Meet Daniel, Father of Two

Tell us about yourself
My name is Daniel. My wife, Tascha, and I have two amazing kids: our 13 year-old daughter Nico and 2.5 year old son Risto. Yeah, that’s a big age gap…. I’m super involved with my kids, and since the pandemic disrupted business travel and traditional in-office routines, I’ve had the honor and joy of being able to put my son to bed nearly every single night for the past 2 years.

Tell us your favorite dad joke!
What do you call a fish with no eye? Ffffssshhhhhhhh. The joke plays better when you say it out loud.

What was your most rewarding moment as a dad?
When I truly appreciated that, however jaded I may be, literally every single thing in this world is new to my little kid and it all blows his/her mind. It was the moment that I embraced this revelation and—instead of sometimes getting annoyed that our 5 minute trip to the grocery store took 30, or essentially forcing mundanity upon them by trying to normalize the amazing—shifted my mindset, endeavoring to experience our world through their eyes. Watching my daughter’s face when she saw someone washing a window, staring mystified as soap suds slid slowly down the glass; indulging my son when he spots a helicopter or plane flying overhead and insists on marveling at those flying things until they cross the horizon out of sight. The day my little daughter told me that the reason it was so windy was because the tree branches were shaking, and that shaking motion had created the wind we were feeling.

What is your most valuable dad advice and how would a new parent apply it to their daily life?
I was lucky enough to have experienced raising one kid through her infant, toddler and preteen years before having my second child, which helped give me a lot of helpful perspective the second time around. One thing I’ve learned and am trying my best to embrace is the importance of focusing much less on the little things and much more on the big picture. Whether it’s trying not to get frustrated during a messy diaper change or trying not to worry that some single decision we make might end up ruining their lives, I try to recognize some core truths: being a dad is incredibly fun, it’s an exceptional blessing to have the opportunity every day to re-experience my own childhood through the lenses of theirs, and it’s not really about single decisions but about the overall habits, behaviors and relationships we help our kids develop.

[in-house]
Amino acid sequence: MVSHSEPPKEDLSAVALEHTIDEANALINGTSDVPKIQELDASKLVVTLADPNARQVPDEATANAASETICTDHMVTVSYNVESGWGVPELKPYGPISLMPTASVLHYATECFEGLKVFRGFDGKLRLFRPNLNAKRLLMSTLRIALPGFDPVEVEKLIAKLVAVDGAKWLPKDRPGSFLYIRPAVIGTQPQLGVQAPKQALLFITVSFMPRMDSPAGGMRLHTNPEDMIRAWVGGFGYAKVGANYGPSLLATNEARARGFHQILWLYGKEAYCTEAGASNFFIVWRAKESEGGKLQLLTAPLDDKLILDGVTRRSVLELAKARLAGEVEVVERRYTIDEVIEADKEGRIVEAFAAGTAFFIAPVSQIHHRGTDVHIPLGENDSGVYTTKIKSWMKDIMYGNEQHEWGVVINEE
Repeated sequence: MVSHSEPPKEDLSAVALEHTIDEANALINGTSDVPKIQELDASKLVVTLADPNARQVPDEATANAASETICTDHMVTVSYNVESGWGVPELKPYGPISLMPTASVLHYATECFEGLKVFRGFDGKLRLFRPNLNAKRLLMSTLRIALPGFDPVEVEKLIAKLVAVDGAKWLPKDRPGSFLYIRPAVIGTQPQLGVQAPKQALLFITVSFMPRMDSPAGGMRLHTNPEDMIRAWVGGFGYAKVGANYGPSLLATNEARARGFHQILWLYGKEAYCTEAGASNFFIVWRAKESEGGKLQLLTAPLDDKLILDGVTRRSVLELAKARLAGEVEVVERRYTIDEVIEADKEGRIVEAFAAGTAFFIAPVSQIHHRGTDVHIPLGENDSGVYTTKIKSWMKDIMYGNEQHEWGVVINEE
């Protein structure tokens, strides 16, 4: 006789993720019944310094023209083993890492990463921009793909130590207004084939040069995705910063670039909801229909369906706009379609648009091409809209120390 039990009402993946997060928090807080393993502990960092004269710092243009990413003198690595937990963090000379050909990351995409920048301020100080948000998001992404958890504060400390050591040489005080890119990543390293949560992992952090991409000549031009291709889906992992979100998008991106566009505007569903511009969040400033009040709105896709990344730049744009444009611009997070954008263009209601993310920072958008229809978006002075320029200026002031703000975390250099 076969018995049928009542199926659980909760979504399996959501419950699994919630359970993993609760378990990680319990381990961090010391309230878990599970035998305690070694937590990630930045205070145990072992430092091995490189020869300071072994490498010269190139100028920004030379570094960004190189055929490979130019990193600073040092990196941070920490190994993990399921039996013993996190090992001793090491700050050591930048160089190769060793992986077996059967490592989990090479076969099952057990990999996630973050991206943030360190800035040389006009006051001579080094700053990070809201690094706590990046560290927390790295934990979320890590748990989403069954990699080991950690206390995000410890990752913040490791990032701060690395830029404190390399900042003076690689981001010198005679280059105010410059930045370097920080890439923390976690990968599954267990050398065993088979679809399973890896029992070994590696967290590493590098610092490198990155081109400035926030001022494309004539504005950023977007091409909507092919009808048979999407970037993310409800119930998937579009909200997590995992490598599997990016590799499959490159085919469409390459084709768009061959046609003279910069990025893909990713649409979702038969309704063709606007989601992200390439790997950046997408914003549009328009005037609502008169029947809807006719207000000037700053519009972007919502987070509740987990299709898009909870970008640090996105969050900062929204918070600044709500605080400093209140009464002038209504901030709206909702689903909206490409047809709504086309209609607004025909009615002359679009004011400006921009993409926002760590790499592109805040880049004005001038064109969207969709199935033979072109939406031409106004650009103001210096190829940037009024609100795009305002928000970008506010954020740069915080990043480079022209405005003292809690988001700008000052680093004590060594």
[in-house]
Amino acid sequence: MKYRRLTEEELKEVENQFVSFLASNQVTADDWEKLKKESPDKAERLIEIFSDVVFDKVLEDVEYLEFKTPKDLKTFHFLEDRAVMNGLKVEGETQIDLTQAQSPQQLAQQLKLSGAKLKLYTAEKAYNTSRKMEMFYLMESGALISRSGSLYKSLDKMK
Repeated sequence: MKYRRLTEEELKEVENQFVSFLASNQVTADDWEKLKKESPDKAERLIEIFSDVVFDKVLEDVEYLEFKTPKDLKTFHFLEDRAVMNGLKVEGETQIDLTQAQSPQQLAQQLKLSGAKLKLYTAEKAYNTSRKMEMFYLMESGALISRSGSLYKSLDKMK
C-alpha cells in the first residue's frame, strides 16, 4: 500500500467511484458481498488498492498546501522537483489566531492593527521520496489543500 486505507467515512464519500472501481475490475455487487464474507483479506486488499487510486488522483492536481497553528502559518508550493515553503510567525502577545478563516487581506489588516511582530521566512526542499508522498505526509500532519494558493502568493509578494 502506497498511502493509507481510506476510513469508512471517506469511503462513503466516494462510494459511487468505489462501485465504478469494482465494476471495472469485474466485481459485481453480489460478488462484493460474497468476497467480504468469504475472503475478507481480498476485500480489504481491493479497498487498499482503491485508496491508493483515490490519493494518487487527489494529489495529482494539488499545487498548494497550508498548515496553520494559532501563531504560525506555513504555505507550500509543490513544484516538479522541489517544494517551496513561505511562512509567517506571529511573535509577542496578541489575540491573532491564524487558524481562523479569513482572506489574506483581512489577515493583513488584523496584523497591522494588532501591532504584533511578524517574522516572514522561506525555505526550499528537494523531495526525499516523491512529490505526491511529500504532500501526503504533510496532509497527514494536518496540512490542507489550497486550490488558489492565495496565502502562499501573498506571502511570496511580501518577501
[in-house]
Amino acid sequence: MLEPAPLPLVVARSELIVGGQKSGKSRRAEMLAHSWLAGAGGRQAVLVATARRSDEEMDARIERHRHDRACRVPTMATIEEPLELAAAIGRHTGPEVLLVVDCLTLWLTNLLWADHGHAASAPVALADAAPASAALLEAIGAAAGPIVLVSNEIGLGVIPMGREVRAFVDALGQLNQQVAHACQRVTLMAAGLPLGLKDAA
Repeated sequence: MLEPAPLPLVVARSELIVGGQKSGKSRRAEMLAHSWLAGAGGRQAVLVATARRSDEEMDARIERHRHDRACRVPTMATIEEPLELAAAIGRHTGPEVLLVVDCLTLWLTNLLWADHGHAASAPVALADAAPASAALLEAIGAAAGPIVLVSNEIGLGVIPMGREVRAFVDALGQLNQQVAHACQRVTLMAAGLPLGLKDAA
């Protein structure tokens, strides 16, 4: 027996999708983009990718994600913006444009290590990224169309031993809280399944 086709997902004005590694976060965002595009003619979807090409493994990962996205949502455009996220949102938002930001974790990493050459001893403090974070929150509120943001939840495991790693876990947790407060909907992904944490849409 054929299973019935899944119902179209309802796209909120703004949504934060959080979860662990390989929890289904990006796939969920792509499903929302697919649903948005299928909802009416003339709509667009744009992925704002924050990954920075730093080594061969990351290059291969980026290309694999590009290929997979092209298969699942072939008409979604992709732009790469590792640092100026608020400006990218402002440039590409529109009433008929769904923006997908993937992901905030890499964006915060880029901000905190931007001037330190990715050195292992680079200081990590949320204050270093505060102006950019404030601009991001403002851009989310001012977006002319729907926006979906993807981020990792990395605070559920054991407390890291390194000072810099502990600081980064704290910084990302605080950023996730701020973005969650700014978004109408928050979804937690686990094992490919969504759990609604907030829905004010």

What's a common dad-misconception? What do you wish people wouldn’t assume about being/becoming a dad?
When I found out my first child was going to be a girl, that threw me for a loop. Not because I was hoping for a boy—I had no actual preference—but because I realized in retrospect that all of my visions of future fatherhood had involved a boy. This is presumably natural for a man who has no sisters or close friends/relatives with little girls. One of the silly things I started to worry about was that there would probably be a lot of developmental milestones/significant events in my daughter’s young life that I couldn’t be part of because of some misguided sense that there were “dad lanes” and “mom lanes.” Having gone through 13 wonderful years with my daughter, tackling everything from the nuances around changing a girl’s diaper to helping her adjust to new puberty-related realities, I find myself just as front and center as I imagined I would have the privilege to be had she been a boy. That’s not to say that there aren’t any boundaries or that there’s no distinction between the types of tasks or support Tascha and I tend to lead on, but I’ve found that while boys and girls can certainly be quite different and have different challenges/needs, the gender difference has not kept me on the sidelines in any meaningful way.